Also, note that these instructions work at the altitude I live in, which is 4,500 feet above sea level. I have found that yeast doughs are lighter and fluffier in high altitude than at sea level. I used locally milled 00 flour (also known as Doppio Zero) with good results. You can use all purpose. One last note of caution. The dough should be very sticky. It is more batter-like in consistency than a kneaded elastic yeast dough. Resist the urge to add more flour than the recipe calls for. A sticky dough makes a light yeast bread. That is what you are looking for.

My Easter Babka (makes 2 loaves)
Dough
1 Tbsp. yeast
pinch of sugar
1/2 c. warm milk
2/3 c. sugar
1/2 c. unsalted butter, melted
2 large whole eggs plus 1 large egg yolk
1/2 c. sour cream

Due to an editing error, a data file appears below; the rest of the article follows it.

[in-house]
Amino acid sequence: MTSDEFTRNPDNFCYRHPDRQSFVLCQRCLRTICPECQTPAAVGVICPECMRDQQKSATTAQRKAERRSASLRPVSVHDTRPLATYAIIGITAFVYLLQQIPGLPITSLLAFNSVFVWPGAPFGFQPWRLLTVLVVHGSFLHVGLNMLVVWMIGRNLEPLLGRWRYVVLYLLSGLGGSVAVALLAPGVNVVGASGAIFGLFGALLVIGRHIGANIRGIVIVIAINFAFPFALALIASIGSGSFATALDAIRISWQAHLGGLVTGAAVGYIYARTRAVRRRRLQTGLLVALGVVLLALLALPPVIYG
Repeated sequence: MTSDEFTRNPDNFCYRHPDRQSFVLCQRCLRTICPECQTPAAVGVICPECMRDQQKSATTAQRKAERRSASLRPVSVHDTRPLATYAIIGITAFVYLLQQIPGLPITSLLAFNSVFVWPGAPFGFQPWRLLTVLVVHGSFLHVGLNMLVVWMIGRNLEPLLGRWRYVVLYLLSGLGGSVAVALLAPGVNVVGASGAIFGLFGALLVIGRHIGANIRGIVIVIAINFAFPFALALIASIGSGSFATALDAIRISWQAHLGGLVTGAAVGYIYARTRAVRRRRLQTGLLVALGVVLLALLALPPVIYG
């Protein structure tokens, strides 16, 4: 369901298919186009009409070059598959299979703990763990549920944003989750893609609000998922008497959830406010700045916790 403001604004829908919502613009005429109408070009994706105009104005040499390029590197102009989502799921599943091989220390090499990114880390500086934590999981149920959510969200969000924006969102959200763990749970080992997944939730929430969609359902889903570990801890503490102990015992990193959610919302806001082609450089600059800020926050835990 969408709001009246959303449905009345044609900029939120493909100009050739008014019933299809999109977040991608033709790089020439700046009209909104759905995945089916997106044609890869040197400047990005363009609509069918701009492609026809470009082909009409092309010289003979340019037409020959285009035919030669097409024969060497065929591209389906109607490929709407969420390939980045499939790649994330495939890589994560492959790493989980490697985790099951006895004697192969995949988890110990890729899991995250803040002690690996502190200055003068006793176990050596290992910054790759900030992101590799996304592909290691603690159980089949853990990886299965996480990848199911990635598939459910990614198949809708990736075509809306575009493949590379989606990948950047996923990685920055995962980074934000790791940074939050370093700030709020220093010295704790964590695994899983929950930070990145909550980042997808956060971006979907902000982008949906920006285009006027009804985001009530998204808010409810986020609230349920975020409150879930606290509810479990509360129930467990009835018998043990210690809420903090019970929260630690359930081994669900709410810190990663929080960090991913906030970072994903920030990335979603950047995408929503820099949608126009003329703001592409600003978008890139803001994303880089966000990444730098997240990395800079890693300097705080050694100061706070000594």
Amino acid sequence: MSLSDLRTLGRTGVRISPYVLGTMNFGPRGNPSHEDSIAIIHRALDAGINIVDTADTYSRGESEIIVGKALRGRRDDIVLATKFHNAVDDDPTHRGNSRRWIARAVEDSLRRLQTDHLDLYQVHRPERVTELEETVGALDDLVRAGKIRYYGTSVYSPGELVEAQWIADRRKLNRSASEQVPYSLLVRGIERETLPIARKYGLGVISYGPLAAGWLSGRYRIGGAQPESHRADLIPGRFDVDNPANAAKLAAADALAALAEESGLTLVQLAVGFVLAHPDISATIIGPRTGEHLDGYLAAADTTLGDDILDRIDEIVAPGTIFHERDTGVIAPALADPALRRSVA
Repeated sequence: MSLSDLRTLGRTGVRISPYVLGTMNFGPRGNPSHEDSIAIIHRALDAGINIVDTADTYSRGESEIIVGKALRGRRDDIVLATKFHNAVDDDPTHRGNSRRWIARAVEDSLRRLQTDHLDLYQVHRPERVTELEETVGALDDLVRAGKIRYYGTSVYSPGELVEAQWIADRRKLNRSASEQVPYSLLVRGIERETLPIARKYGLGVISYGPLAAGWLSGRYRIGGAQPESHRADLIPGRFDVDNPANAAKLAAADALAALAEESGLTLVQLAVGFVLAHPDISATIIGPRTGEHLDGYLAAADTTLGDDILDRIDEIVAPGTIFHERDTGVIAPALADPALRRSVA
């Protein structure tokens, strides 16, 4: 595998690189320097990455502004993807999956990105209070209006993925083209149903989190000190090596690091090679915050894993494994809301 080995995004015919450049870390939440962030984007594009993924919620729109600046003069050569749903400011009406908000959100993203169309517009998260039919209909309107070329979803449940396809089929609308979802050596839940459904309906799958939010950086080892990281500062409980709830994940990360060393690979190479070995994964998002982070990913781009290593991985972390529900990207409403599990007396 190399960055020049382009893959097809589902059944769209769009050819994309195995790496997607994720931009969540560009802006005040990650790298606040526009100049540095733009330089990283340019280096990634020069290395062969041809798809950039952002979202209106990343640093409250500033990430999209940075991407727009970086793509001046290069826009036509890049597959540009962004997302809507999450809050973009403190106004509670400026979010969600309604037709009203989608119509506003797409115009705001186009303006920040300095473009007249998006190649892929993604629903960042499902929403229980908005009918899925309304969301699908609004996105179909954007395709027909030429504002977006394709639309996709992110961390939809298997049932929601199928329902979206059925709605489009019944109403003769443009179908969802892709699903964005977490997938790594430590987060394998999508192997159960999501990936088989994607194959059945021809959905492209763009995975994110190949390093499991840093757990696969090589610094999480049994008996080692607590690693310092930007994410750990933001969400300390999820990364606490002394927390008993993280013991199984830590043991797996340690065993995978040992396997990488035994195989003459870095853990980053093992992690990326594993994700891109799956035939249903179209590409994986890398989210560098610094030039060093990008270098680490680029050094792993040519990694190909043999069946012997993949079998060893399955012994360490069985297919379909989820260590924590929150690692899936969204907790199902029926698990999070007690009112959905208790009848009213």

1 tsp. vanilla extract
1 tsp. kosher salt
3-1/2 – 4 c. 00 flour or all purpose flour

Chocolate Filling (enough for 2 babkas)
1 c. grated bittersweet chocolate (I used Valrhona)
1/2 c. white sugar
1 tsp. ground cinnamon
pinch of kosher salt

Cinnamon Filling (enough for 2 babkas)
1/2 c. white sugar
1/4 c. golden brown sugar
1-1/2 tsp. cinnamon
pinch of kosher salt

3 Tbsp. melted butter to brush onto rolled out dough before sprinkling filling

Streusel Topping (enough for 2 babkas)
1/4 c. flour
2 Tbsp. white sugar
2 Tbsp. golden brown sugar
1/4 tsp. cinnamon
1/8 tsp. freshly grated nutmeg
pinch of kosher salt
2 Tbsp. unsalted butter, cold

Egg wash – 1 large egg beaten with 1 Tbsp. milk